Issue: 2009 > January > review

Eosinophilic oesophagitis: an enigmatic, emerging disease

R.A. Sprenger, J.W. Arends, J.W. Poley, E.J. Kuipers, F. ter Borg


Eosinophilic oesophagitis is a disease that has emerged
in recent years. It is often associated with dysphagia and
oesophageal food impaction in adults. The disease is
characterised by infiltration of eosinophilic granulocytes into the oesophageal mucosa. This infiltrate may be responsible for the subtle peristaltic abnormalities that can be found in these patients. Endoscopic findings are usually absent or nonspecific, although a discrete circular ring pattern of the mucosa may be noticed. Occasionally, overt endoscopic abnormalities (such as exudative changes and shearing of the mucosa) can be found. The presence of at least 15 intraepithelial eosinophilic granulocytes per high-power field in random biopsies from the whole length of the oesophagus is considered to be diagnostic. Gastro-oesophageal reflux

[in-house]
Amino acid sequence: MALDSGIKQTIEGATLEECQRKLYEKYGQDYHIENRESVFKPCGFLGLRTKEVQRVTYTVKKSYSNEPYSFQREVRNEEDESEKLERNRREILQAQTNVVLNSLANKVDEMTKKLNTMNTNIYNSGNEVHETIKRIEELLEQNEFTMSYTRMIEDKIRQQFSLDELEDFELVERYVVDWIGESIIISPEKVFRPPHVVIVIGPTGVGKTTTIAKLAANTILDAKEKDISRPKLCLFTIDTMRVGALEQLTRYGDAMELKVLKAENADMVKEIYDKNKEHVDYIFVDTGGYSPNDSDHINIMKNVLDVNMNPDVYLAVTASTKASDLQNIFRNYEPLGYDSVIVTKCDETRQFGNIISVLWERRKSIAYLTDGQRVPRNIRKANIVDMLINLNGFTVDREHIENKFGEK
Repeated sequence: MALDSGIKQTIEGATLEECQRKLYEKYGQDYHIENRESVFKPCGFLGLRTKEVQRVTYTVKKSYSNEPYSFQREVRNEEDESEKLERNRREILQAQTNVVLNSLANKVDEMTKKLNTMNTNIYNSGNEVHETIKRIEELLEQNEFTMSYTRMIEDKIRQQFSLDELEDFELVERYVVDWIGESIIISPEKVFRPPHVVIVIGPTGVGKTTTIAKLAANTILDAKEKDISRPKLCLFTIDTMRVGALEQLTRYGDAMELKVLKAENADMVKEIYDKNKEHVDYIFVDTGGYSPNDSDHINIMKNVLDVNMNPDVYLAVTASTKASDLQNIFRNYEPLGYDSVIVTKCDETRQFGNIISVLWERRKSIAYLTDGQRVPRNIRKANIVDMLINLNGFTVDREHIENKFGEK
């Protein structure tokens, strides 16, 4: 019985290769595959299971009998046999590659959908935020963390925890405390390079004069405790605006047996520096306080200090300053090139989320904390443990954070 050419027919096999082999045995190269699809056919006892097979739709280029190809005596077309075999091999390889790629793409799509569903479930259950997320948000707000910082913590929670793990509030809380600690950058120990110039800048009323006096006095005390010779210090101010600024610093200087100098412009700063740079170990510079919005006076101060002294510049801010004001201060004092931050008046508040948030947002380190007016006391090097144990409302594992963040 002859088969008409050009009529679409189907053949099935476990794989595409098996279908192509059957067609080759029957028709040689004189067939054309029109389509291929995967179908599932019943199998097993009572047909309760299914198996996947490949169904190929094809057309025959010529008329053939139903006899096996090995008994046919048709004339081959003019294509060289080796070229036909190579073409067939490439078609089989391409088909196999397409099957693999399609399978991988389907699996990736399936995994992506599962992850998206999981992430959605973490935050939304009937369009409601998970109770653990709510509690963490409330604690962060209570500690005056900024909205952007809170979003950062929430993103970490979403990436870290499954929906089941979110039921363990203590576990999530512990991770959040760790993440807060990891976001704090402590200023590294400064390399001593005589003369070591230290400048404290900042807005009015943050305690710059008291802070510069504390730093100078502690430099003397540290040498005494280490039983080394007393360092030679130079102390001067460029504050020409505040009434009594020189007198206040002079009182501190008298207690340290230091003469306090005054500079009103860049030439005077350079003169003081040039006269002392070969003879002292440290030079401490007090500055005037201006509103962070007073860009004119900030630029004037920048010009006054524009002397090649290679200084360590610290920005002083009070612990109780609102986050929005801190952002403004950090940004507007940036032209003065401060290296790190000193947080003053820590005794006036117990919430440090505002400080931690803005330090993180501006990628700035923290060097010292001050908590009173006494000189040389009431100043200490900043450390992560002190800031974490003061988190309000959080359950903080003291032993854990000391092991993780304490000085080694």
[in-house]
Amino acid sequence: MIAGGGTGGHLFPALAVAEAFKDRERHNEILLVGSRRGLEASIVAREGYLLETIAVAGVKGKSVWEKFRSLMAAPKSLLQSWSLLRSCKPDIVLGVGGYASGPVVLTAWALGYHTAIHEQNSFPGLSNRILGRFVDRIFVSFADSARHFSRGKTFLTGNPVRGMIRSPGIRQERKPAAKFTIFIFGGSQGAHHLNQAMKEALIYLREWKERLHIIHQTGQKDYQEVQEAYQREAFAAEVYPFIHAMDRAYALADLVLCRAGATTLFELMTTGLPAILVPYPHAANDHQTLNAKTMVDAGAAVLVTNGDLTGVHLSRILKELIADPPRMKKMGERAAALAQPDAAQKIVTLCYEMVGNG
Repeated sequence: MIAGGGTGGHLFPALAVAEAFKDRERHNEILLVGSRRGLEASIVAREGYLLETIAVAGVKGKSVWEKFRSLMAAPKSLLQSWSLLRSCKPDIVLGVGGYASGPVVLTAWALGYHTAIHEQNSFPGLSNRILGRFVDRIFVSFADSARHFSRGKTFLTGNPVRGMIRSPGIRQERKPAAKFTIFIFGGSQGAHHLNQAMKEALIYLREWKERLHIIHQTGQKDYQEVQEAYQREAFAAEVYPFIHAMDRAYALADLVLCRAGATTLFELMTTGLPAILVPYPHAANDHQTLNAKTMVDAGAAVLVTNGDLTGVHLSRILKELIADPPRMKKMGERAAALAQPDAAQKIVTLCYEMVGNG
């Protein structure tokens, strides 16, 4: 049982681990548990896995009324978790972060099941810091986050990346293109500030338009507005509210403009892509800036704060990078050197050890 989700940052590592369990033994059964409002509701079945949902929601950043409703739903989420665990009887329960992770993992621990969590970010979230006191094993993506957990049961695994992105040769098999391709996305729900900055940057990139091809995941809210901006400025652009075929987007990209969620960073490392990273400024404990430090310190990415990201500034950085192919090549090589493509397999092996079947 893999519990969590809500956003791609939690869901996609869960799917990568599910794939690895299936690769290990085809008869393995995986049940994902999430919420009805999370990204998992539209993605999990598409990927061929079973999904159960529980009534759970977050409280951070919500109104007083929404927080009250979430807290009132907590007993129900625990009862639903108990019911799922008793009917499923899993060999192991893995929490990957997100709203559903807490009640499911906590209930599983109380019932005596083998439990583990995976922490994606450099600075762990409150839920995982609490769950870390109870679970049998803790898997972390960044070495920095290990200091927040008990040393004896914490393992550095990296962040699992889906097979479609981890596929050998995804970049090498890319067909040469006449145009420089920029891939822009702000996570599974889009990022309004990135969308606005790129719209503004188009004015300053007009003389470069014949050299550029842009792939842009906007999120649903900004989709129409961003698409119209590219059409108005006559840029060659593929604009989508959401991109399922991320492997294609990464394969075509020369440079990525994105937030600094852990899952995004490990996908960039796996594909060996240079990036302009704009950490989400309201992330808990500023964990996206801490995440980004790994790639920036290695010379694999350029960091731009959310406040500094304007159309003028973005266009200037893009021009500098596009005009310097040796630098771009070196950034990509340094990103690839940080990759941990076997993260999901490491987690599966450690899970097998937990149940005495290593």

needs to be excluded as it may lead to eosinophilic infiltration as well. Adequate diagnosis is relevant for treatment and the prevention of unnecessary further investigations. The disease responds well to the ingestion of fluticasone propionate and its long-term prognosis is generally good. But when fluticasone is discontinued recurrent symptoms are common, and some cases are severe, needing treatment with systemic